Several high-ranked European officials who have been involved in such ‘laundromat cases’ have received  millions of dollars for their pro-Azerbaijani activities. Of course, the most scandalous case was uncovered by PACE’s Independent Investigative Body, which discussed allegations of corruption within the organisation in 2017. According to the case, several members of the Council of Europe’s parliamentary assembly broke the body’s rules on ethics and are “strongly suspected” of corruption. Sanctions were subsequently put in place against these members.

As the evidence of these investigations shows, Azerbaijan uses oil money to buy influence in Europe and create favourable conditions for its military and non-military activities against Armenia.

On the contrary, Armenia’s most important resource is human capital both inside and outside the country. Overall, Armenia and especially Armenian diaspora communities use strong personal connections and grassroot organisations to pressure EU institutions, the Council of Europe, OSCE, and national governing bodies. The main advocacy topics include the recognition of the Armenian Genocide, condemnation of Turkey, and the fundamental right of the population of Nagorno-Karabakh (often named Artsakh in Armenian sources) to determine their own future. Whilst recognition of the Armenian Genocide and promoting self-determination for the disputed territory remain the country’s main foreign policy objectives, Armenian grassroots organisations are also working towards securing EU assistance for Yerevan. These groups also support Armenian parliamentary delegations in their unilateral and multilateral activities within European countries and organisations.

Since the outbreak of the war, Armenians in Europe have organised peaceful demonstrations in many countries. They have demanded that their governments place sanctions on Turkey, which recently increased its militrary support for Azerbaijan. It is also worth mentioning the huge demonstrations that took place in Brussels in front of EU institutions on October 7th before the start of the European Parliament’s debate on the disputed region. Armenian lobbying activities are quite successful, especially given that EU institutions have no executive power. On a declarative level the EU’s official announcements are quite pro-Armenian. However, when it comes to action, EU interests speak otherwise. For instance, during the parliament’s plenary session regarding the conflict, 60 out of 65 speaking MEPs spoke in favour of Armenia and Artsakh. On the contrary, the European Commission’s declarations are quite neutral or pro-Azerbaijani. Due to this, many Armenians in Europe decided to draw attention to the conflict by closing various roads across the continent. This includes key roads connecting Belgium, France, Germany, Luxembourg, the Netherlands, Spain and Switzerland. Although civic activism has helped raise awareness within the local media, on a wider scale these actions have had little influence.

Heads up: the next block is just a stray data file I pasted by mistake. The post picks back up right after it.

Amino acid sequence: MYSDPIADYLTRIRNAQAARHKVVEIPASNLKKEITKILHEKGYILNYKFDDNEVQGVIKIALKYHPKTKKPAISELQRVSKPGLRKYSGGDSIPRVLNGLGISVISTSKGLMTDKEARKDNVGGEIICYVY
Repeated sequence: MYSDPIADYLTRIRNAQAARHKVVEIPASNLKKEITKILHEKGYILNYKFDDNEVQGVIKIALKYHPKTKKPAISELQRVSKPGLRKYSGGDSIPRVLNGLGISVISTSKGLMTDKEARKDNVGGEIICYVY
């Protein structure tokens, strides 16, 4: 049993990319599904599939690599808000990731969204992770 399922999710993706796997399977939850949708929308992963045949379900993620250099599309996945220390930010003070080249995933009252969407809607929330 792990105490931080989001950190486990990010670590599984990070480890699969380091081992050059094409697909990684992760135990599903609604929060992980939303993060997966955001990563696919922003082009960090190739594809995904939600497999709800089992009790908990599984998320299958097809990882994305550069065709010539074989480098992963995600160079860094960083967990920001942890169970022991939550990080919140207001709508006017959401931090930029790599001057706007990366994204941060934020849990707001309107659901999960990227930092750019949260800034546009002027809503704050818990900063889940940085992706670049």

In conclusion, it appears that both Azerbaijani and Armenian lobbies are very active across Europe. However, their ‘toolkits’ or means of influence remain quite different and often controversial. It reflects the internal level of democracy and curroption. Armenia as a young democracy  is trying to use democratic means in it’s foreing policy  arsenal. Meanwhile  Azerbaijan being one of the most currpoted countries of the world (126/180)  tries to “export” its  internal “political traditions” outside its border. Overall, whilst Azerbaijani lobbying has been quite successful in influencing the EU’s decision-making process, Armenian lobbying has found more success in civic activities.

And here the main question remains. Is the EU based on values (Art 2 of the Treaty of the European Union) or the interests are the main drivers?

Anna Barseghyan is a political analyst, focusing on the South Caucasus and the European Neighbourhood Policy. She holds master’s degrees from the College of Europe in Warsaw, Poland. Since 2012  Anna has been working as a political analyst in various think tanks. Having completed a research internship at the European Parliament, she actively contributes to a number of publications on European Neighbourhood Policy.